Roll Call: Leaders Fan Out for August Push
Non-campaign-year August breaks tend to be less aggressively frenetic than those in years that end in even numbers, with members keeping a busy schedule while at least trying to appear less overtly political. But there will be certain policy areas highlighted, especially economic ones, though many will look to see how constituents react to events about an immigration overhaul scattered throughout the country and calendar.
The Hill: Pelosi warns GOP on repeat of downgrade and debt-limit drama
House Minority Leader Nancy Pelosi (D-Calif.) used the two-year anniversary of the nation’s only credit rating downgrade to issue a new warning to Republicans ahead of this fall’s fiscal fights. In a statement issued Monday, Pelosi said the anniversary of the Standard & Poor’s downgrade should serve as a reminder that both parties will need to strike an agreement on boosting the nation’s borrowing cap this fall."Democrats are calling on Republicans to join us at the table to avert a further crisis," she said.
Daily Beast: Wendy Davis, Kamala Harris, Chris Taylor & More Tough Democratic Women
Kathleen Kane has fought her governor on gay marriage. Alison Lundergan Grimes is taking on Mitch McConnell. Both are part of a rising guard of Democratic women, reports Patricia Murphy.
Washington Post: Obama cancels upcoming meeting with Putin
President Obama will cancel a planned meeting in Moscow with Russian President Vladimir Putin amid mounting anger over Russia’s decision to allow National Security Agency leaker Edward Snowden into the country, the White House said Wednesday. Obama had intended to visit Russia’s capital and meet with Putin in advance of next month’s G-20 summit in St. Petersburg. But Obama has decided he will not meet with Putin one-on-one — a rare diplomatic snub — and will only attend the G-20 summit.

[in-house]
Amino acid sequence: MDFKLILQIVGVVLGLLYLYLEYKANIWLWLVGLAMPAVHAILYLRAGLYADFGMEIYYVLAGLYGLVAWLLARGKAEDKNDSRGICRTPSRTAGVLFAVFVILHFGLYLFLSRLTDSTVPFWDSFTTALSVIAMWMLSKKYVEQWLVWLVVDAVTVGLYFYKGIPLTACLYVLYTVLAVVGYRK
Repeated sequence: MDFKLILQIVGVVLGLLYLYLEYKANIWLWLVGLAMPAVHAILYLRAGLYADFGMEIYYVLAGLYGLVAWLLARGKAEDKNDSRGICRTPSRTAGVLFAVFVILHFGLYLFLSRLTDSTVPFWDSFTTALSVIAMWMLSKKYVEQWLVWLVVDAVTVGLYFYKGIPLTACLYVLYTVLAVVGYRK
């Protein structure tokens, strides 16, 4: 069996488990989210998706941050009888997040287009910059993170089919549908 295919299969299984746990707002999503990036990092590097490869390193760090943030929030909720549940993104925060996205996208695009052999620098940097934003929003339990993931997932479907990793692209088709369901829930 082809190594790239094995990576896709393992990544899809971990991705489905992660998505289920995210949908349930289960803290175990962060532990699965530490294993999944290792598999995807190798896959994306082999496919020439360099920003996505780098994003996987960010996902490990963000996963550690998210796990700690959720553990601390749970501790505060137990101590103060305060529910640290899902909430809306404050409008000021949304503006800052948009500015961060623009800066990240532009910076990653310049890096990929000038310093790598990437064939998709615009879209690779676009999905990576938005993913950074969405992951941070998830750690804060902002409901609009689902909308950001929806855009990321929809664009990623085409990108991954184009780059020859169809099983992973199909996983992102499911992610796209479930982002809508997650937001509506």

Politico: Obama: ‘No patience’ for Russia’s anti-gay laws
President Barack Obama said Tuesday the anti-gay laws in Russia are a prime example of violating “universal rights.” Jay Leno asked Obama about the laws, and the “Tonight Show” host didn’t mince words. “This seems like Germany, let’s round up the Jews, let’s round up the gays,” Leno said. “I have no patience for countries that try to treat gays or lesbians or transgender persons in a way that intimidate them or are harmful to them,” Obama responded, while stressing that “Russia is not unique,” and noting he’s had to balance his pressure over laws like these within larger relationships with several African nations as well.
Dome: RedState’s Erickson bashes Tillis bid, backs Greg Brannon
RedState’s Erick Erickson, an influential tea party pundit, slammed Thom Tillis’ U.S. Senate bid, throwing support behind the relatively unknown Greg Brannon in the GOP primary. Speaking at his organization’s gathering in New Orleans last weekend, Erickson said: "I can tell you I rather vote for the pile of brown goo on the side of the road in New Orleans than vote for that guy as a Republican in North Carolina. He is terrible. You do not want this person."